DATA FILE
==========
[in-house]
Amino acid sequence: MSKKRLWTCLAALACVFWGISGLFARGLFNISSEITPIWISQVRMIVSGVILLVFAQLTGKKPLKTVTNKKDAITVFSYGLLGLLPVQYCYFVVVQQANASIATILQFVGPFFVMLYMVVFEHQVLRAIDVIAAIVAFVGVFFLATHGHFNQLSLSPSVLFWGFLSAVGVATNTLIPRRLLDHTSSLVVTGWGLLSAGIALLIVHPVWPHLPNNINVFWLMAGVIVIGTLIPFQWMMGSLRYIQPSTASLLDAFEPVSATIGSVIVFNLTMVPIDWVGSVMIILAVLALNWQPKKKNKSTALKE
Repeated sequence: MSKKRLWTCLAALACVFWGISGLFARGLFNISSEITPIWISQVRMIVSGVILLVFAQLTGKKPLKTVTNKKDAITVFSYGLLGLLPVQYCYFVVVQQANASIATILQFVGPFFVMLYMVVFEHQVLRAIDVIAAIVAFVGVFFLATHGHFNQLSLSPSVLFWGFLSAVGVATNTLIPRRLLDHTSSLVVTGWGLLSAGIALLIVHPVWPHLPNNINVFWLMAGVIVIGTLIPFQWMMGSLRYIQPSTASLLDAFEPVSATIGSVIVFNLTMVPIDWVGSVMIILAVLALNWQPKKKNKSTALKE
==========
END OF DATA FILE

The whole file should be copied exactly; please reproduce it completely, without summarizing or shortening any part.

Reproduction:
[in-house]
Amino acid sequence: MSKKRLWTCLAALACVFWGISGLFARGLFNISSEITPIWISQVRMIVSGVILLVFAQLTGKKPLKTVTNKKDAITVFSYGLLGLLPVQYCYFVVVQQANASIATILQFVGPFFVMLYMVVFEHQVLRAIDVIAAIVAFVGVFFLATHGHFNQLSLSPSVLFWGFLSAVGVATNTLIPRRLLDHTSSLVVTGWGLLSAGIALLIVHPVWPHLPNNINVFWLMAGVIVIGTLIPFQWMMGSLRYIQPSTASLLDAFEPVSATIGSVIVFNLTMVPIDWVGSVMIILAVLALNWQPKKKNKSTALKE
Repeated sequence: MSKKRLWTCLAALACVFWGISGLFARGLFNISSEITPIWISQVRMIVSGVILLVFAQLTGKKPLKTVTNKKDAITVFSYGLLGLLPVQYCYFVVVQQANASIATILQFVGPFFVMLYMVVFEHQVLRAIDVIAAIVAFVGVFFLATHGHFNQLSLSPSVLFWGFLSAVGVATNTLIPRRLLDHTSSLVVTGWGLLSAGIALLIVHPVWPHLPNNINVFWLMAGVIVIGTLIPFQWMMGSLRYIQPSTASLLDAFEPVSATIGSVIVFNLTMVPIDWVGSVMIILAVLALNWQPKKKNKSTALKE